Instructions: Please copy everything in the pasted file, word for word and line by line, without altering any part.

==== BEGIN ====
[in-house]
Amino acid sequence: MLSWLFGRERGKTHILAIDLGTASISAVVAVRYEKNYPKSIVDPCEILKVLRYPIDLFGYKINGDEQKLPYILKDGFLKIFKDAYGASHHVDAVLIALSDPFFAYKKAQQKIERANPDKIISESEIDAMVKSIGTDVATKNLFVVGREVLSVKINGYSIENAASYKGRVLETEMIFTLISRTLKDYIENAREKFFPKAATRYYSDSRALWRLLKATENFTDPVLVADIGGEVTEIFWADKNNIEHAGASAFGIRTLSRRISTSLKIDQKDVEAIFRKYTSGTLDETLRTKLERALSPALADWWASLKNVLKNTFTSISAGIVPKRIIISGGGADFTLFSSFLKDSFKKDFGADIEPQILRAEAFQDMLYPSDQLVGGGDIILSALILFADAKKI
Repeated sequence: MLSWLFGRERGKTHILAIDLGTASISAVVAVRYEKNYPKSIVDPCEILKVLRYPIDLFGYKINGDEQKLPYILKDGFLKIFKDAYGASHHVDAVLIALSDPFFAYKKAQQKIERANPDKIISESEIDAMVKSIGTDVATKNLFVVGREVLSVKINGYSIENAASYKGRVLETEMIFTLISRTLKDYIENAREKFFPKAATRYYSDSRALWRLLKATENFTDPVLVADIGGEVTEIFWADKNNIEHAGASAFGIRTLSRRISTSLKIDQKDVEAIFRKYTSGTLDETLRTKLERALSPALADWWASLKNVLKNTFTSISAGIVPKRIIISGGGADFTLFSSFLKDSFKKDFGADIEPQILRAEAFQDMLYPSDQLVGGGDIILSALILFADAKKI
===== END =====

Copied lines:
[in-house]
Amino acid sequence: MLSWLFGRERGKTHILAIDLGTASISAVVAVRYEKNYPKSIVDPCEILKVLRYPIDLFGYKINGDEQKLPYILKDGFLKIFKDAYGASHHVDAVLIALSDPFFAYKKAQQKIERANPDKIISESEIDAMVKSIGTDVATKNLFVVGREVLSVKINGYSIENAASYKGRVLETEMIFTLISRTLKDYIENAREKFFPKAATRYYSDSRALWRLLKATENFTDPVLVADIGGEVTEIFWADKNNIEHAGASAFGIRTLSRRISTSLKIDQKDVEAIFRKYTSGTLDETLRTKLERALSPALADWWASLKNVLKNTFTSISAGIVPKRIIISGGGADFTLFSSFLKDSFKKDFGADIEPQILRAEAFQDMLYPSDQLVGGGDIILSALILFADAKKI
Repeated sequence: MLSWLFGRERGKTHILAIDLGTASISAVVAVRYEKNYPKSIVDPCEILKVLRYPIDLFGYKINGDEQKLPYILKDGFLKIFKDAYGASHHVDAVLIALSDPFFAYKKAQQKIERANPDKIISESEIDAMVKSIGTDVATKNLFVVGREVLSVKINGYSIENAASYKGRVLETEMIFTLISRTLKDYIENAREKFFPKAATRYYSDSRALWRLLKATENFTDPVLVADIGGEVTEIFWADKNNIEHAGASAFGIRTLSRRISTSLKIDQKDVEAIFRKYTSGTLDETLRTKLERALSPALADWWASLKNVLKNTFTSISAGIVPKRIIISGGGADFTLFSSFLKDSFKKDFGADIEPQILRAEAFQDMLYPSDQLVGGGDIILSALILFADAKKI